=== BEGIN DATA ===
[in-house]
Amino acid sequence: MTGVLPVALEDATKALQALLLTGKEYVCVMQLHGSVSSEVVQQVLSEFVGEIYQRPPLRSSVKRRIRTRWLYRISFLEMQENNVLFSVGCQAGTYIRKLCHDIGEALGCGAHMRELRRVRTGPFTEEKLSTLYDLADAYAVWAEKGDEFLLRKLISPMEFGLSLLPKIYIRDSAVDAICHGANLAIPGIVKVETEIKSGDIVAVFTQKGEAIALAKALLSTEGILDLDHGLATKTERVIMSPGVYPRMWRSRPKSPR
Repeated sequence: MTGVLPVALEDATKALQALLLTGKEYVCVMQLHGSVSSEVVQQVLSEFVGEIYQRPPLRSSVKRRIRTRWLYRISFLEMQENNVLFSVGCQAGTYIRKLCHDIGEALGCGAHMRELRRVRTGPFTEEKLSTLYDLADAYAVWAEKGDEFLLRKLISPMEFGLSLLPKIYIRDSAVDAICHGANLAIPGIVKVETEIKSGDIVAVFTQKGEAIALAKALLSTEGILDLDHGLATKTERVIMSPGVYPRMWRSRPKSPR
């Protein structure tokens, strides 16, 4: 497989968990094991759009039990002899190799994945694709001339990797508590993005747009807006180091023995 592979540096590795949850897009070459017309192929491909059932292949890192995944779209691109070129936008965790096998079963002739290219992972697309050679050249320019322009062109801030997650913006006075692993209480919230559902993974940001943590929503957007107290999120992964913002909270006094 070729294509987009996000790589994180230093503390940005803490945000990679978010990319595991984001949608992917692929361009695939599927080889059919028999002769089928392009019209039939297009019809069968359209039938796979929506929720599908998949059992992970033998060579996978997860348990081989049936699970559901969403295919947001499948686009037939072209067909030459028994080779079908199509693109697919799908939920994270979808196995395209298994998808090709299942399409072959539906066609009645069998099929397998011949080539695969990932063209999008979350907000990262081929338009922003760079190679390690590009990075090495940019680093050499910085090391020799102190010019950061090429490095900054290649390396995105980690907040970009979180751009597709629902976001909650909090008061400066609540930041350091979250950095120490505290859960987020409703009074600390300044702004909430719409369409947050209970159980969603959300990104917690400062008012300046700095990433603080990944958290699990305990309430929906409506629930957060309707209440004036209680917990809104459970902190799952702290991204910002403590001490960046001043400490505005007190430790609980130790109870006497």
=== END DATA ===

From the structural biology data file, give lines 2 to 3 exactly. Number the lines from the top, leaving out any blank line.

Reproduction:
Amino acid sequence: MTGVLPVALEDATKALQALLLTGKEYVCVMQLHGSVSSEVVQQVLSEFVGEIYQRPPLRSSVKRRIRTRWLYRISFLEMQENNVLFSVGCQAGTYIRKLCHDIGEALGCGAHMRELRRVRTGPFTEEKLSTLYDLADAYAVWAEKGDEFLLRKLISPMEFGLSLLPKIYIRDSAVDAICHGANLAIPGIVKVETEIKSGDIVAVFTQKGEAIALAKALLSTEGILDLDHGLATKTERVIMSPGVYPRMWRSRPKSPR
Repeated sequence: MTGVLPVALEDATKALQALLLTGKEYVCVMQLHGSVSSEVVQQVLSEFVGEIYQRPPLRSSVKRRIRTRWLYRISFLEMQENNVLFSVGCQAGTYIRKLCHDIGEALGCGAHMRELRRVRTGPFTEEKLSTLYDLADAYAVWAEKGDEFLLRKLISPMEFGLSLLPKIYIRDSAVDAICHGANLAIPGIVKVETEIKSGDIVAVFTQKGEAIALAKALLSTEGILDLDHGLATKTERVIMSPGVYPRMWRSRPKSPR